The Hard Word Book Club kicks off the new year with a mammoth book that will easily go down as one of the best crime novels of the decade, and possibly of the century. Don Winslow’s The Cartel got much acclaim in 2015 with its detailed and emotional look at the drug wars of the new millennium. To make this truly an event, Mr. Winslow has agreed to call into our discussion.

The Cartel works as both a stand-alone and sequel to his equally superb The Power of the Dog, with DEA agent Art Keller, coming out of retirement when his nemesis Adan Berra (based on real life narco El Chapo) breaks out of prison. Several others on both sides of the border get drawn into their vendetta with each other. Winslow draws from many real life incidents and people in this harrowing novel of money, violence, indifference, and corruption that can crush and entire society. This is a brutal book that pulls no punches.

We wanted to announce this book as soon as we could, since it is a little over 600 pages. We will be meeting on Wednesday, January 25th, at 7PM, on BookPeople’s third floor. The book is 10% off in-store for those planning to attend.

You can find copies of The Cartel on our shelves and via bookpeople.com

Shotgun Blast from the Past: THE WINTER OF FRANKIE MACHINE by Don Winslow and COTTON COMES TO HARLEM by Chester Himes

Today we bring you a special double Shotgun Blast from the Past, profiling two classic hardboiled crime novels – The Winter of Frankie Machine by Don Winslow, first published in 2006, and Cotton Comes to Harlem, by Chester Himes, first published in 1965. 

The Winter of Frankie Machine by Don Winslow

9780307277664Frank Machianno is an upstanding member of the community on the San Diego pier. To those who can remember far back, like Dave White, the cop buddy he surfs with, he was Frankie Machine, an enforcer during the Mafia’s last heyday. Through a very bad day for Frankie that reflects on a violent life, Don Winslow shows how you can’t put that past past behind you, in his character driven mob novel The Winter Of Frankie Machine.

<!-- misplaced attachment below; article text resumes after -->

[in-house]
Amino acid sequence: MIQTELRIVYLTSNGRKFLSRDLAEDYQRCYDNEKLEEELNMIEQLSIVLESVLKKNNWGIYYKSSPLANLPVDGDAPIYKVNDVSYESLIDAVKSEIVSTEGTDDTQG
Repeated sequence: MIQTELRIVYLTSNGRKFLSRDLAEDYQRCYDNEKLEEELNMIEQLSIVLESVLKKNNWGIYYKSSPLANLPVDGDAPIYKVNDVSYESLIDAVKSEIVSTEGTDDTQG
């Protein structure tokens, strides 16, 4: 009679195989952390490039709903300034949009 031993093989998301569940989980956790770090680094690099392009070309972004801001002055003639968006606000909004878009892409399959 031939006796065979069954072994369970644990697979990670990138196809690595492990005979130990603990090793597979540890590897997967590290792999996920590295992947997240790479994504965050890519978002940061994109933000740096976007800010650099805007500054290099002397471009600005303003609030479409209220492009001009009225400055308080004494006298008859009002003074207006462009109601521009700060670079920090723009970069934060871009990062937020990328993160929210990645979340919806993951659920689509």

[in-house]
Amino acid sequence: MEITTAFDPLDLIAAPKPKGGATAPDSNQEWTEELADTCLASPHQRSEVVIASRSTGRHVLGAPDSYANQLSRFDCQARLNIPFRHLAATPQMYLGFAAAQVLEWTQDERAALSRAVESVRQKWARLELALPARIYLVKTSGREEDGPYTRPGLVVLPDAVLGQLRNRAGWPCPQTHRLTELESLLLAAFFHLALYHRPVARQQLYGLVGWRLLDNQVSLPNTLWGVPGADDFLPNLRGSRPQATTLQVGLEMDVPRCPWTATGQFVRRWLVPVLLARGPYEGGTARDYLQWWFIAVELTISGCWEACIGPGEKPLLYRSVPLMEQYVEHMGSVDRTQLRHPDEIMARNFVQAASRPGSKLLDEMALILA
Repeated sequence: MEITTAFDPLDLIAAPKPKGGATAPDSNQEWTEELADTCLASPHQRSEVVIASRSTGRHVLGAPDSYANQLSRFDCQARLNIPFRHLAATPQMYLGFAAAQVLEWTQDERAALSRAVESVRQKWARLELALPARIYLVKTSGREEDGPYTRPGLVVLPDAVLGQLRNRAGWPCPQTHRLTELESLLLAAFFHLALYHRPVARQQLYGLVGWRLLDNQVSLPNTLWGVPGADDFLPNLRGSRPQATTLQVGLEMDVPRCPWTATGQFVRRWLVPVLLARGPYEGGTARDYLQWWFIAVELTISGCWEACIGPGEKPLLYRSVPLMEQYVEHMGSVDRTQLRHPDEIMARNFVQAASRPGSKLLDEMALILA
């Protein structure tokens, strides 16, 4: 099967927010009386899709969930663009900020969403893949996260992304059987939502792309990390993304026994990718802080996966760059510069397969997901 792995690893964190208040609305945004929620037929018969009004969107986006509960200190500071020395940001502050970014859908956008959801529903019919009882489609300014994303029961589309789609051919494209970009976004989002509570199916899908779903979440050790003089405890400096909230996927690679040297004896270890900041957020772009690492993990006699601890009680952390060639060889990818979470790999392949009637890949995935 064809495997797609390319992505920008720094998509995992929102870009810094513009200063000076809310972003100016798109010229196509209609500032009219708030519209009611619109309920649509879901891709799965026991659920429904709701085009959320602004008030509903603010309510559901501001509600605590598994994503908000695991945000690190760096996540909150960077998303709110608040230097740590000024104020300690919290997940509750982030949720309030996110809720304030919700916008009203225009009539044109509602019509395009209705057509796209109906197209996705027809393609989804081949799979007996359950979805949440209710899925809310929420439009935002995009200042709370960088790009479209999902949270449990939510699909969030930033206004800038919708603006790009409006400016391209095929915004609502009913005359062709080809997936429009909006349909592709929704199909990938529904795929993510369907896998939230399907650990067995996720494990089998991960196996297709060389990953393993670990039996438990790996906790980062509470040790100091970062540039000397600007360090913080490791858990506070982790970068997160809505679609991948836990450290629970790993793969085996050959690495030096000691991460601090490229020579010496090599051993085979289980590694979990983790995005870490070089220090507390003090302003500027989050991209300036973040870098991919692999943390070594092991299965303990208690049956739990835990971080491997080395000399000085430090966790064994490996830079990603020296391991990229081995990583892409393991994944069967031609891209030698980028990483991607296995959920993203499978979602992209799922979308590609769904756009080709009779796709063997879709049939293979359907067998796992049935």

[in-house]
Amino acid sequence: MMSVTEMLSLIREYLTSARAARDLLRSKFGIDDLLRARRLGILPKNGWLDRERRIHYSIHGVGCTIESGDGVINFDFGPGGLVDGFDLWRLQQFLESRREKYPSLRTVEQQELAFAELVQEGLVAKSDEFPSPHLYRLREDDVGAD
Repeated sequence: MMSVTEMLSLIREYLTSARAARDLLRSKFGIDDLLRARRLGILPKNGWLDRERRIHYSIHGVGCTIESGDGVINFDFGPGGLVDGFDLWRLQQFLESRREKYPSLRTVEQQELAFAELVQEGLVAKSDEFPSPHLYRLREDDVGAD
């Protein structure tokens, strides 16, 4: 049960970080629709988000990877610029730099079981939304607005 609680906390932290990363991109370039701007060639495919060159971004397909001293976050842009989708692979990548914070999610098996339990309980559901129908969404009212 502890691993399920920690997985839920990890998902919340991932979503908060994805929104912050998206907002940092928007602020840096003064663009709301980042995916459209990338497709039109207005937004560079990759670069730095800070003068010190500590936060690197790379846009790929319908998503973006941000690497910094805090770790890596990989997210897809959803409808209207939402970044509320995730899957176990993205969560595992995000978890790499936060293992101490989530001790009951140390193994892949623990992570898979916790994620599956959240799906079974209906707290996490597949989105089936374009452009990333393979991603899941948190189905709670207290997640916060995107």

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The Hard Word Book Club takes on Don Winslow’s THE POWER OF THE DOG

9781400096930

The Hard Word Book Club kicks off the year with a book that has turned out to be very topical. In The Power Of The DogWinslow looks at the history of the war on drugs in the last quarter of the twentieth century. The character of Adán Barrera, a powerful drug lord, is based on the recently recaptured El Chapo. You could say Barrera is the villain, but there are few innocents in this book.

“Everyone is rendered vividly in a story that entertains as well as enrages…”

The main protagonist is Art Keller. Recently returned from working in Vietnam with the CIA, he heads to Mexico as an agent of the newly formed DEA. Keller initially befriends Barrera, who is simply the nephew of a drug lord. As Barrera takes over the cartel and builds his empire, Keller goes after him; the two pull several people into their battle, including a crusading priest, a high dollar call girl, and an Irish-American hit-man. Everyone is rendered vividly in a story that entertains as well as enrages.

This is a book that provides a lot to discuss in style, story, and politics, so come ready. We will be meeting on Wednesday, January 27th, on the third floor at 7PM. The book is 10% off at the registers to those planning to attend. it’s over five hundred pages, so get started, but don’t worry – this action-packed novel will go quicker than you might think!

You can find copies on our shelves and via bookpeople.com. The Hard Word Book Club meets the last Wednesday of each month to discussed hardboiled fiction and noir. 

Scott’s Top Ten of 2015

  • Post by Crime Fiction Coordinator Scott Montgomery

If there was a common thread through the best books of 2015, it was ambition. Authors stretched themselves by taking on large subjects or writing something much different, or taking their series characters down a different path. All of these authors raised the bar for themselves and leaped over it.


hollow man1. Hollow Man by Mark Pryor

Pryor’s smart use of point of view puts us in the head of Dominic – Austin prosecutor, musician, and sociopath – who gets involved with a robbery and to continue to tap into his darker nature when things go bad. One of the freshest and best neo-noirs to come down the pike.


the cartel2. The Cartel by Don Winslow

Winslow’s sequel to The Power Of The Dog reignites the blood feud between DEA agent Art Keller and cartel head Adán Barrera in epic fashion to show the disastrous effect of the war on drugs in Mexico. A book that both enrages and entertains.Read More »